Virtualization plays an important role in providing resources to the users efficiently in cloud environment. Virtualization can be done in various ways like server virtualization, memory virtualization, storage virtualization, etc. For efficiently achieving virtualization, virtual machines (VM) are designed. Although virtual machine (VM) migration has been used to avoid conflicts on traditional system resources like CPU and memory, micro-architectural resources such as shared caches, memory controllers, and non-uniform memory access (NUMA) affinity, have only relied on intra-system scheduling to reduce contentions on them.
Virtual Machine Scheduling: Overview
In cloud systems based on virtualization, virtual machines (VM) share physical resources. Although resource sharing can improve the overall utilization of limited resources, contentions on the resources often lead to significant performance degradation. To mitigate the effect of such contentions, cloud systems use dynamic rescheduling of VMs with live migration technique , changing the placement of running VMs. However, such VM migration has been used to resolve conflicts or balance load on traditional allocatable system resources such as CPUs, memory, and I/O sub-systems. VM migration can be triggered by monitoring the usages of these resources for VMs in a cloud system.
In the meantime, the advent of multi-cores has enabled the sharing of micro-architectural resources such as shared caches and memory controllers. Contention on such micro-architectural resources has emerged as a major reason for performance variance, as an application can be affected by co-running applications even though it receives the same share of CPU, memory, and I/O. For a single system, there have been several prior studies to mitigate the impact of contention on shared caches and memory controllers by carefully scheduling threads. The prior studies rely on the heterogeneity of memory behaviors of applications within a system boundary. The techniques group applications to share a cache to minimize the overall cache misses for a system. However, if a single system runs applications with similar cache behaviors, such intra-system scheduling cannot mitigate contentions.
VM Scheduling Building
VM is a logical instance of a computer system that can operate similarly to a system. The request of a user to access the physical resource in a cloud environment is first received by the VM and then VM assign that resource to the user based on the suitable policy or constraints specified. For this, VM schedulers are used. VM schedulers are used to dynamically assign the VM to users through which they can perform their specific operation in the cloud environment. By this, the utilization of the resources is improved as well as load balancing of all the systems is also managed. So, all the servers are equally sharing the load or services requested by the users. Each cloud environment incorporates a suitable Virtual Machine Scheduling policy for efficient utilization of resources . Virtual Machine Scheduling is necessary to maintaining the Quality of Service (QoS) and Service Level Agreements (SLA) specified by the cloud service provider to customers when the customer wants to take the cloud services.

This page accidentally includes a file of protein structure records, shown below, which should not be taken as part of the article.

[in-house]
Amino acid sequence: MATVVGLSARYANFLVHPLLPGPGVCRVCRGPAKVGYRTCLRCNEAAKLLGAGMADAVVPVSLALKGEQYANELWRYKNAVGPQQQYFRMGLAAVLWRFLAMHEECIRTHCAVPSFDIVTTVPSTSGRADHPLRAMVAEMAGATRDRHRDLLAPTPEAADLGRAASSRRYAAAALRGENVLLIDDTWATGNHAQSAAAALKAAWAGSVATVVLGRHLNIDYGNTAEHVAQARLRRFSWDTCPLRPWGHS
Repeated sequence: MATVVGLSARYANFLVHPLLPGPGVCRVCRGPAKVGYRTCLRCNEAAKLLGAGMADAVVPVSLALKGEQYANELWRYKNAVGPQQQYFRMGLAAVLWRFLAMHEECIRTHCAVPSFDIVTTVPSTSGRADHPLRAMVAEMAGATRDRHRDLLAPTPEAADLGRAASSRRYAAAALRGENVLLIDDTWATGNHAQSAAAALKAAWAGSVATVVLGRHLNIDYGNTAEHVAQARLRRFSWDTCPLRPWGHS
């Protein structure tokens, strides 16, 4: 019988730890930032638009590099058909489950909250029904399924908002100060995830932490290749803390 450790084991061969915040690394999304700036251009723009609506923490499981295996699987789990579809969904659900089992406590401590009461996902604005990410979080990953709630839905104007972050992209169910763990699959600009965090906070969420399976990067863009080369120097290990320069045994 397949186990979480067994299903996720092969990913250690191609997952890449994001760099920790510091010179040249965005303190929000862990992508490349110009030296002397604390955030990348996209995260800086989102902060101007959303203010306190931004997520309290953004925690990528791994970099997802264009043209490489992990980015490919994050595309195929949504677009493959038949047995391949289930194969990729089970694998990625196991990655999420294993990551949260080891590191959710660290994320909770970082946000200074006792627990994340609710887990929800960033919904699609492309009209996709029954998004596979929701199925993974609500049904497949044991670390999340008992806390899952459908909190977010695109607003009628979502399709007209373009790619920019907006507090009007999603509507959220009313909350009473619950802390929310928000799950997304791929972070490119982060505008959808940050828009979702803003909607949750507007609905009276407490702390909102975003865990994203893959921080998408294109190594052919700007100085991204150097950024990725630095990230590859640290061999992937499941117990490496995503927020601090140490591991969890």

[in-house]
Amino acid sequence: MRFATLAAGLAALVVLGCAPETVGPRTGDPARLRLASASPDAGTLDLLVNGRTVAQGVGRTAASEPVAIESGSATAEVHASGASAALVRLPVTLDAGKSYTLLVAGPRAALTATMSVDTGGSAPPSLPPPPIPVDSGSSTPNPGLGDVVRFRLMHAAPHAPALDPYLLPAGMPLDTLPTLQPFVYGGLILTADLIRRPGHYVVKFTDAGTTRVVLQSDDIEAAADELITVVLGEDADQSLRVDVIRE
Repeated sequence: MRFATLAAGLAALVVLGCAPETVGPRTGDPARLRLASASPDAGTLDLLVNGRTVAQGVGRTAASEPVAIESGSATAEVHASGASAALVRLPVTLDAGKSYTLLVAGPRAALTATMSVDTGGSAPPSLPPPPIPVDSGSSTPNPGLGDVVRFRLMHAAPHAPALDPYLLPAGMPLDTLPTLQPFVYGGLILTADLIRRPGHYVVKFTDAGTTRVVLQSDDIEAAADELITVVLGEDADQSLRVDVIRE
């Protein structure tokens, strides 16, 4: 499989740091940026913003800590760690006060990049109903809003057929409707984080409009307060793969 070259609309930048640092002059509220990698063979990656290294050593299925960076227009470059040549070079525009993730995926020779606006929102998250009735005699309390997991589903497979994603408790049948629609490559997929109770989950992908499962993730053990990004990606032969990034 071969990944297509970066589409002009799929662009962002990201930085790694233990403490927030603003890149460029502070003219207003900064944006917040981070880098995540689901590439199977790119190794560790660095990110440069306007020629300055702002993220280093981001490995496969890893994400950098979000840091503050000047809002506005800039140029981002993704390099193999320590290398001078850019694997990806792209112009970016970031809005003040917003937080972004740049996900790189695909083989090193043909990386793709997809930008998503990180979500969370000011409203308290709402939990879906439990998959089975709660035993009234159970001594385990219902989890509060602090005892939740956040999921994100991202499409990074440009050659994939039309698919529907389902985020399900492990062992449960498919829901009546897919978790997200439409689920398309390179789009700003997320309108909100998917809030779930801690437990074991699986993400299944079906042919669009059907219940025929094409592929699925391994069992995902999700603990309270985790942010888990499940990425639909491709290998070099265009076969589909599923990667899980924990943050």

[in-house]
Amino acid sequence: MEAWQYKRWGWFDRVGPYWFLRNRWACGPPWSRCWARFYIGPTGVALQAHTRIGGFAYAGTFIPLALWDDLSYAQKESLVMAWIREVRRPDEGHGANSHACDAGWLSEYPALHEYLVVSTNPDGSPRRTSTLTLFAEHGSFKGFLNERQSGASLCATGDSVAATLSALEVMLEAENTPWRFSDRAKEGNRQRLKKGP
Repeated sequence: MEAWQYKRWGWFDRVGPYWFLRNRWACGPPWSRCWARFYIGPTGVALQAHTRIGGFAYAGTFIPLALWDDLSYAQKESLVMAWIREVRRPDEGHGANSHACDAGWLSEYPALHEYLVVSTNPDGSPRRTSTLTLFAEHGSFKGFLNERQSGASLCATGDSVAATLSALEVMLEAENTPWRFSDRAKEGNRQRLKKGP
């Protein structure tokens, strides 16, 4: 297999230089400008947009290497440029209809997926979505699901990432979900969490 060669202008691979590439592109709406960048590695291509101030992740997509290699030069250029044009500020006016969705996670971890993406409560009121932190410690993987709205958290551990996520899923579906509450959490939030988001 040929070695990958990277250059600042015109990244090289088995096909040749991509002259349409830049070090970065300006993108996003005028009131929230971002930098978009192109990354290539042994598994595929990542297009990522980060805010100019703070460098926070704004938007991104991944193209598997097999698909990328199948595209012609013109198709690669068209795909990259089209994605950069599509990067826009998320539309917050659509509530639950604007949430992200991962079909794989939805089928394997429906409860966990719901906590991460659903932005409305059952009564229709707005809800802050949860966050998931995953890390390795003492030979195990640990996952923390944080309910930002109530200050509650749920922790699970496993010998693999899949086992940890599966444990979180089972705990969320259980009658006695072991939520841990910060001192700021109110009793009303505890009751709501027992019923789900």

Figure 1: Virtual Machine Scheduling in Cloud Computing Environment
VM Scheduling is a three step process, as:
- Resource Discovering and Filtering: Data Center Broker looks for the resources present in the system and take information about those resources.
- Resource Selection: It is a deciding state in which the specific resource is selected based on certain constraints.
- Task Submission: Task is provided to the selected resource for completion.
Virtualization techniques mainly aim at achieving scalability, availability, throughput and optimal resource utilization. During operation, sometimes VM’s are transferred from one system to another without disturbing the operation of other VM’s operating in parallel. This is called VM migration. Migrations are performed in order to improve the utilization of the resources and to reduce the down time.
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 Blagodurov, S., Zhuravlev, S., Mohammad, D., and Fedorova, A., “A case for NUMA-aware contention management on multicore processors”. In Proceedings of the USENIX Annual Technical Conference (2011)
 Zhuravlev, S., Blagodurov, S., and Fedorova, A., “Addressing shared resource contention in multicore processors via scheduling”, In Proceedings of the 15th International Conference on Architectural support for programming languages and operating systems (2010).